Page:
Previous Post – Day 4: From Tall Pine Rapids (Km 183) To Km 157
- distance: 36 km
- time: start -9:30 a.m. ; finish – 3:45 p.m.
- portages/rapids: 0/1
- – W-R40 C1
- weather: Sunny with clouds; hot!
- campsite: CRCS05 confluence of Coulonge and Corneille Rivers; room for multiple two-person tents and possibly 2 or 3 four-person tents. Best site so far!
This would prove to be a great day on the river! While it certainly meanders, especially from Km 155 to Km 130, we made pretty good time thanks to the long stretches of swifts! The gps track for the morning shows 8, 9, and 10 km/hr. speeds as we made our way down river to the day’s goal – the junction of the Coulonge and Corneille at Km. 121.
In 2015 we had paddled the Steel River system above Lake Superior’s north shore. Near the end of that trip we spent a day paddling about 35 kilometers of meandering river as it cut through a massive glacial sand and gravel deposit. Classic Canadian Shield rock outcrop it was not!
And now on this stretch of the Coulonge memories of the Steel – similar high sand banks and even the occasional tree collapsing into the river. We had already noted the sand lining both sides of the road as we drove up Highway 117 to the put-in at Lac Larouche. It really brought home the fact that the Coulonge is a river bed carved through one vast glacial sand deposit. Apparently the next river up, the Noire, is more of the same and it is likely that the third of the so-called Three Sisters, the Dumoine, is too. All of this sand bought back memories of our childhood playing in the massive sand pits on the edge of the mining town of Noranda in the Abitibi to the north of the Coulonge.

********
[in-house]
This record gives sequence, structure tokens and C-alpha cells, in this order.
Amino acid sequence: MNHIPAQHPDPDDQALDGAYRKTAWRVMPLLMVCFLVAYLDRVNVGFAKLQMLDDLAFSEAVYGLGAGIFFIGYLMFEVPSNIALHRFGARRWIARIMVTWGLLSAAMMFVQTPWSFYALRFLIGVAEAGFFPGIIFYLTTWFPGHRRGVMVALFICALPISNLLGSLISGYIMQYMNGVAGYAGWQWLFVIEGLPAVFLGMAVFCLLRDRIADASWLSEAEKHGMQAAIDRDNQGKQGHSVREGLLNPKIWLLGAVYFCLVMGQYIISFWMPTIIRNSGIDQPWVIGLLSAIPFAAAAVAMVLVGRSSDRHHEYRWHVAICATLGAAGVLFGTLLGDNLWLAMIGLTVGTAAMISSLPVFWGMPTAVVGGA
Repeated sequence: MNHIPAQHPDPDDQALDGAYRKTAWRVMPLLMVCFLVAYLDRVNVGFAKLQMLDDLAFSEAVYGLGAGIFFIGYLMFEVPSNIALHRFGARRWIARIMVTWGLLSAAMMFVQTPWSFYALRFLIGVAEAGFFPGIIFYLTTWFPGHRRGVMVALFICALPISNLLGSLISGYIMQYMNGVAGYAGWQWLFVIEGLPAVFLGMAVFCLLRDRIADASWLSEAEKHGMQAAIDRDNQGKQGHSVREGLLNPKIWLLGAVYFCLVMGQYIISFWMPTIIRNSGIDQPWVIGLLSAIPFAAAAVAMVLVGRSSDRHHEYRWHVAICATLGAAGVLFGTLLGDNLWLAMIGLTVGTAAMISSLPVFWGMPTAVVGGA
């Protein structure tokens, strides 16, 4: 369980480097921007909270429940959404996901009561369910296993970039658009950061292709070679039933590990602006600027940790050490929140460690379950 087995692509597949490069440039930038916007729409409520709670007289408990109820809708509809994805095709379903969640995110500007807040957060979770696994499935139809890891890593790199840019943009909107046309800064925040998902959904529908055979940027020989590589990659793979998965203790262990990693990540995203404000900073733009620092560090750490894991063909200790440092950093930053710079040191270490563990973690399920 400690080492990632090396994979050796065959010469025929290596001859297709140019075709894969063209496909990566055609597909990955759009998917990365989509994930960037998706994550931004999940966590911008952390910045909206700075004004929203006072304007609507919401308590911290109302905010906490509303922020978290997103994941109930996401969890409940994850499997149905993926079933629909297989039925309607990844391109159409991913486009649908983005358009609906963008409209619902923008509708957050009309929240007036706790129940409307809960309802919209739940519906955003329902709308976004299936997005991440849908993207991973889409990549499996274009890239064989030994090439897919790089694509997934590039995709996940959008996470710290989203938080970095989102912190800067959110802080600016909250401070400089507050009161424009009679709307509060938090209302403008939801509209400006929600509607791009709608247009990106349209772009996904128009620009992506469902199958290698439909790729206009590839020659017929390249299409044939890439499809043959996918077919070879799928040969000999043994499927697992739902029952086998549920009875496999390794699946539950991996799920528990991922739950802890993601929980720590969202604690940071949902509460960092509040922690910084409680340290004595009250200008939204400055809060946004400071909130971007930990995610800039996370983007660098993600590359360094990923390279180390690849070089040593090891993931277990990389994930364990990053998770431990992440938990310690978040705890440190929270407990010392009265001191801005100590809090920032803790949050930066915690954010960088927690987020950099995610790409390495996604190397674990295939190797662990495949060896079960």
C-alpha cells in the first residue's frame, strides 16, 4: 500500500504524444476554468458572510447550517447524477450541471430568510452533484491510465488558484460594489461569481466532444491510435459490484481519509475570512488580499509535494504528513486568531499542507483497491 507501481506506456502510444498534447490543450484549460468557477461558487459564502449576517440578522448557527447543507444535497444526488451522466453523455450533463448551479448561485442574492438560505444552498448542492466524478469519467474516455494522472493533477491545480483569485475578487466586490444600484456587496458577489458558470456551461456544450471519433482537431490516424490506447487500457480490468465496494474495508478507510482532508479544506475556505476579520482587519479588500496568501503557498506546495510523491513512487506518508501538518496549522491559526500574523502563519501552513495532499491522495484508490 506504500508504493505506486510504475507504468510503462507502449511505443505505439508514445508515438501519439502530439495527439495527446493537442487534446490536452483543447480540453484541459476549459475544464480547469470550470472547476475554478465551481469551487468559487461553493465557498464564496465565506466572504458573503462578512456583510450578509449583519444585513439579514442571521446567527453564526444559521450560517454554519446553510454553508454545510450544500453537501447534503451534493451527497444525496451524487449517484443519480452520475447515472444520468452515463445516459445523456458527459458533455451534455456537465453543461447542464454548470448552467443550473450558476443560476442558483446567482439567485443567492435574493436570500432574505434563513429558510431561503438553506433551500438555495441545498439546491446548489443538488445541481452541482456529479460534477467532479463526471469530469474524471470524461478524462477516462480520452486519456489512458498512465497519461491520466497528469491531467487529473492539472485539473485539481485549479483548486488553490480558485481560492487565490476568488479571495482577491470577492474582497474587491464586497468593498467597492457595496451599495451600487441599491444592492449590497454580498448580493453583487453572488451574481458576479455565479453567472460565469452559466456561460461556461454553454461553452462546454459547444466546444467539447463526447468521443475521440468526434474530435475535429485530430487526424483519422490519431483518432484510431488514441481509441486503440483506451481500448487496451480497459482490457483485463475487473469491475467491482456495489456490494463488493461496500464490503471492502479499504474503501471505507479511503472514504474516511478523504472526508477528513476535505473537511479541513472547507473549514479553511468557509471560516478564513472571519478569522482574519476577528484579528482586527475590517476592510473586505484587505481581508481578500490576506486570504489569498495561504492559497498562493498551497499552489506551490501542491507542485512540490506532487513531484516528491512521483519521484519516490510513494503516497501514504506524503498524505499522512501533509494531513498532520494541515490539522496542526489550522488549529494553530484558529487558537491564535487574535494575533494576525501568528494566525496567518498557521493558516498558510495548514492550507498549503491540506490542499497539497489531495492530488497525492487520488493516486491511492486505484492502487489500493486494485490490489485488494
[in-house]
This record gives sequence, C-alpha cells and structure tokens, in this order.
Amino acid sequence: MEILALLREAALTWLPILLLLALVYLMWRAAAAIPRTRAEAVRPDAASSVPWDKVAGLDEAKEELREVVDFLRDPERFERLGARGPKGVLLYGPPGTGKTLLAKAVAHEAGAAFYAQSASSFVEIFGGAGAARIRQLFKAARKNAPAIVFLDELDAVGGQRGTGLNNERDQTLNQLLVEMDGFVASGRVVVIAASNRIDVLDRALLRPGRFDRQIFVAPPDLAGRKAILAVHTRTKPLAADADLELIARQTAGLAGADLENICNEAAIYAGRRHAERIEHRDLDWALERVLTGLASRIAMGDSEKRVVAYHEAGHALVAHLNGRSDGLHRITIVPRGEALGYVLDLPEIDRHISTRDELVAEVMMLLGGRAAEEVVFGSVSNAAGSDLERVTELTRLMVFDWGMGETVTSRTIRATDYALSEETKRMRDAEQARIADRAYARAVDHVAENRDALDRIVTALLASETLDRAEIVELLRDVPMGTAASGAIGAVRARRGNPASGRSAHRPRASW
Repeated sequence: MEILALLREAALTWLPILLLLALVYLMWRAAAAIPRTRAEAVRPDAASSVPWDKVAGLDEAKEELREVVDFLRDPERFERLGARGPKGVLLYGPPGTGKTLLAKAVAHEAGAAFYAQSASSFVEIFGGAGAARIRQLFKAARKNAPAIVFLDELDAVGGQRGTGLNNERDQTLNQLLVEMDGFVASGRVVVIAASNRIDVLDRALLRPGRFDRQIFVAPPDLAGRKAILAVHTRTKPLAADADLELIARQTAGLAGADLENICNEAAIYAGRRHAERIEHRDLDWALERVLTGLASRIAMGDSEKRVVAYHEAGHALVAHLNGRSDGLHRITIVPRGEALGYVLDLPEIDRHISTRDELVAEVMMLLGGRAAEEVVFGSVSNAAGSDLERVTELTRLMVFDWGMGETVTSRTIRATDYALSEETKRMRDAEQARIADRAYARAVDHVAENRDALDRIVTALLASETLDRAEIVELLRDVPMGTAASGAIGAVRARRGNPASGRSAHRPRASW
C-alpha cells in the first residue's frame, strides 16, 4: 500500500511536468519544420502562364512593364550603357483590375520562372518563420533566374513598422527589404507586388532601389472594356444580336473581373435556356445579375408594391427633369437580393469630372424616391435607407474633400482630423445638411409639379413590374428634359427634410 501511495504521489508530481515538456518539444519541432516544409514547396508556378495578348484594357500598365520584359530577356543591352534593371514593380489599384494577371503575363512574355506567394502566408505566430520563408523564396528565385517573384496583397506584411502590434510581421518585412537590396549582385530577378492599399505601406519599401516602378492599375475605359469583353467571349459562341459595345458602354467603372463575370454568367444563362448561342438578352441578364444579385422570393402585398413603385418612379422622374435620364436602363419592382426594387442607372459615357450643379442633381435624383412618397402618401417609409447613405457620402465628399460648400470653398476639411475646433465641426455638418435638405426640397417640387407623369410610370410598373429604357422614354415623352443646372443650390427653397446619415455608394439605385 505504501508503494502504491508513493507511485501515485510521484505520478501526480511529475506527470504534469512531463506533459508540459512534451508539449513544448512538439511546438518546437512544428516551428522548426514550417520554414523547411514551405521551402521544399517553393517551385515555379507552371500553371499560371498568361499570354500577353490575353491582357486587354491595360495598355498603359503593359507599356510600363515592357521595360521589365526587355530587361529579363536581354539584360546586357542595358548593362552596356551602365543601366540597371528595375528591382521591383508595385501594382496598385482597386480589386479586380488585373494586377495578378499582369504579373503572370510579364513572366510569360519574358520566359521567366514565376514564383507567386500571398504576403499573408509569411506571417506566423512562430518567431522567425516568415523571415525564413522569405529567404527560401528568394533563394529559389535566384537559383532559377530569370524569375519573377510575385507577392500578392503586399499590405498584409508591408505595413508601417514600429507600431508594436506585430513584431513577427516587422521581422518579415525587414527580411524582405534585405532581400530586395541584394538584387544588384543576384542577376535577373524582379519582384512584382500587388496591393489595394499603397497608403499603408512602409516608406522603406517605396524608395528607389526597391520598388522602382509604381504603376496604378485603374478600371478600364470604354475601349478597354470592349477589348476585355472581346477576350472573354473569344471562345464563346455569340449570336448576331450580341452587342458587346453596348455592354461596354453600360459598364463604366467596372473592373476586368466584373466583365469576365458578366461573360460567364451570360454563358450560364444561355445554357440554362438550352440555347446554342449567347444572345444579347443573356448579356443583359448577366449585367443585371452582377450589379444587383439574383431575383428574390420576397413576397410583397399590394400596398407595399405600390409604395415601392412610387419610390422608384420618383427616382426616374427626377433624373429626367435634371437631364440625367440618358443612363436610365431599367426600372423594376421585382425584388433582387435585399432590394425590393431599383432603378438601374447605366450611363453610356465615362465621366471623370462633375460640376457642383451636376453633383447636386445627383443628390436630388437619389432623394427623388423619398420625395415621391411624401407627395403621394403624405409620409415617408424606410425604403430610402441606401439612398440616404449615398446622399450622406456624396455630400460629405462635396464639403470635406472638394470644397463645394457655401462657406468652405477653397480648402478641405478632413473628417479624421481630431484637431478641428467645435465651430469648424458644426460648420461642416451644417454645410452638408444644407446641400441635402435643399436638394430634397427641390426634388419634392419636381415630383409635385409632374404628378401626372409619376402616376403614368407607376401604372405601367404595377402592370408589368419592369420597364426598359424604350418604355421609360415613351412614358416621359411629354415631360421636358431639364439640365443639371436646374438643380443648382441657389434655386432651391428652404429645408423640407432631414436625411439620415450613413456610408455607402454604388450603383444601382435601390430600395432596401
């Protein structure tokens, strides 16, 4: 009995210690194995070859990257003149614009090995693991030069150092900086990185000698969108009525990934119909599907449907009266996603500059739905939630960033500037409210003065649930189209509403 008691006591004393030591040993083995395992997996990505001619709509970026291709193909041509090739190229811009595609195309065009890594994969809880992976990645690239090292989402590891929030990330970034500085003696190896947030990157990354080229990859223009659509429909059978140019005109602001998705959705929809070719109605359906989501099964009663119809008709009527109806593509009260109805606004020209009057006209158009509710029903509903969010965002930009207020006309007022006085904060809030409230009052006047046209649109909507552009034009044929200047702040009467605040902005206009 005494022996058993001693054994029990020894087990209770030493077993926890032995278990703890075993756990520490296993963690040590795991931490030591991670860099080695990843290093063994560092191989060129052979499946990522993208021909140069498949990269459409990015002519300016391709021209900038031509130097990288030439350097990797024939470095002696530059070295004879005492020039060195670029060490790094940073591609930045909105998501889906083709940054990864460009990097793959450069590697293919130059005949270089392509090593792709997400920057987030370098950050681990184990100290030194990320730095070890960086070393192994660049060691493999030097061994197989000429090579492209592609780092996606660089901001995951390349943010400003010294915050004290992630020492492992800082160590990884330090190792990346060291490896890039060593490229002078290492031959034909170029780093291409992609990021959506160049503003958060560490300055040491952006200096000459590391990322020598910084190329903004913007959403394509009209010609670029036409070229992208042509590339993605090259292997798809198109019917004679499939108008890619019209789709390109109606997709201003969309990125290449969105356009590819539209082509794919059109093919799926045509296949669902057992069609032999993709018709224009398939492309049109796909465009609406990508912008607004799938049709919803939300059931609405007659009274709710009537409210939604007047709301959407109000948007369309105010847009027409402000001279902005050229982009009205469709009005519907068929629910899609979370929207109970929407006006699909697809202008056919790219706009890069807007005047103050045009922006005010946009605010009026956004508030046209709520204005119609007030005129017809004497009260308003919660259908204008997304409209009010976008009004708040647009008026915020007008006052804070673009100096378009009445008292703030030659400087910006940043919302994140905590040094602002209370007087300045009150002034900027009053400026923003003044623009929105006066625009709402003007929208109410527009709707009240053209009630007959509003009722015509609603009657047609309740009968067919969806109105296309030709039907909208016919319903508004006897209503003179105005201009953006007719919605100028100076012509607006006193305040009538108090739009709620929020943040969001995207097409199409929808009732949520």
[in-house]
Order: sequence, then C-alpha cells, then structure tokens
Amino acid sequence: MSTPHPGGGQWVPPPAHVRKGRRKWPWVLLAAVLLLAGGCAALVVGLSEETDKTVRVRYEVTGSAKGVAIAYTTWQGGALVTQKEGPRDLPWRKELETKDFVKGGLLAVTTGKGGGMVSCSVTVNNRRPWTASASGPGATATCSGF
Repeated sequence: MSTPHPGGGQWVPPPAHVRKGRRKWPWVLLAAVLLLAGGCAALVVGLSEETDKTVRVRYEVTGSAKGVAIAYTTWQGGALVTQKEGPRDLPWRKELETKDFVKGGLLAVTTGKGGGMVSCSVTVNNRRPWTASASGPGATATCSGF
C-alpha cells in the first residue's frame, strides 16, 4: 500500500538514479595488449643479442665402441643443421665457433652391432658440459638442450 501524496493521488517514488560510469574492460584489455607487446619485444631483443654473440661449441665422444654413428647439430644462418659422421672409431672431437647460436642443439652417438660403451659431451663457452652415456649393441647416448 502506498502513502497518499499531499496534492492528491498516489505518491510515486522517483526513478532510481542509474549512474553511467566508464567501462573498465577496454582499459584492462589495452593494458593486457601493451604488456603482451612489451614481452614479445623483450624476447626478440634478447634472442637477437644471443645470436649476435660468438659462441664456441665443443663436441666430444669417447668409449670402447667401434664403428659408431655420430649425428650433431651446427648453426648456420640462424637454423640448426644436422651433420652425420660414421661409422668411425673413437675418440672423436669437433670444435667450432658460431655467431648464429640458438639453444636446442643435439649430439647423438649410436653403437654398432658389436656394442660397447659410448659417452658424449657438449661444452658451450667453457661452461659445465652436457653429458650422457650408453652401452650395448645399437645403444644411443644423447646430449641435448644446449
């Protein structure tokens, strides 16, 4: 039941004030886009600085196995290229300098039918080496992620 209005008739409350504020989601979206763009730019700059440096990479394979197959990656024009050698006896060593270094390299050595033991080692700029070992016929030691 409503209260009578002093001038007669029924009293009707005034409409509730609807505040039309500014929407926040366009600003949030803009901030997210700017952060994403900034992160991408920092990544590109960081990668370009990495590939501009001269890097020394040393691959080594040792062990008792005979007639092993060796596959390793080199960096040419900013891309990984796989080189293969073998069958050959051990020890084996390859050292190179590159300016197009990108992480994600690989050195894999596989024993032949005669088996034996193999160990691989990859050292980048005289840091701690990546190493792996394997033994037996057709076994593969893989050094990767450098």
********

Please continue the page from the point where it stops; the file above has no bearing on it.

The pix don’t do it justice but we passed by a majestic white pine tree on the bend of one of the many meanders and beached the canoe while we took a closer look. It had somehow survived the loggers’ axes but you could see that its sand base was being eroded and that in time it too would suffer the fate of all living beings. In the meanwhile it exuded a most positive energy and we sat in the shade it provided while we sipped on the Coulonge Nouveau that we had just filtered and bottled!
Later when we took a look at the Google Earth satellite view of this stretch of the river we located our pine tree on the meandering stretch of the river – and we saw what else was happening in the neighbourhood! The Google satellite image below reveals all!
More river – and more sand!
We finally stopped for lunch around 1:15, finding a bit of shade in the spot on the river bank as in the pic below. After our Wasa crackers/mushroom paté/Thai soup lunch a bit more paddling brought us to our campsite for the day. We were hoping that it would be available, thinking that perhaps other canoe trippers had already laid claim to it for the day.
We need not have worried. Except for the summer camp group of five canoes that we had seen on Day 1 on Lac Grand – and then again on Day 2 on Lac Giroux – we had seen no one else on the river. In fact, we would do the entire Coulonge without meeting any other canoe trippers, somewhat surprising but perhaps the result of it being a bit late in the season. It may also be that canoe tripping is just not the way that 99.9% of people want to spend their time. It certainly involves a time commitment that goes beyond the one week that seems to be a maximum these days.
As we approached the confluence of the Coulonge with the Corneille, we dealt with low water combined with a CI set of rapids that made getting over to river left a bit awkward. We had to walk the canoe through the boulder garden you see in the pix below to get to the take-out point on the NE corner of the junction.
A path there leads up to a flat camping area above the river; there is room there for multiple tents. We chose a spot on the edge of the clearing that provided us with a bit of tree shade and cover. We were home for the day and unlike the previous day put up the tent immediately. Only then did we put out some gear to dry and spend a bit of time cleaning up the campsite which was a bit messy thanks to the thoughtlessness of some previous paddlers.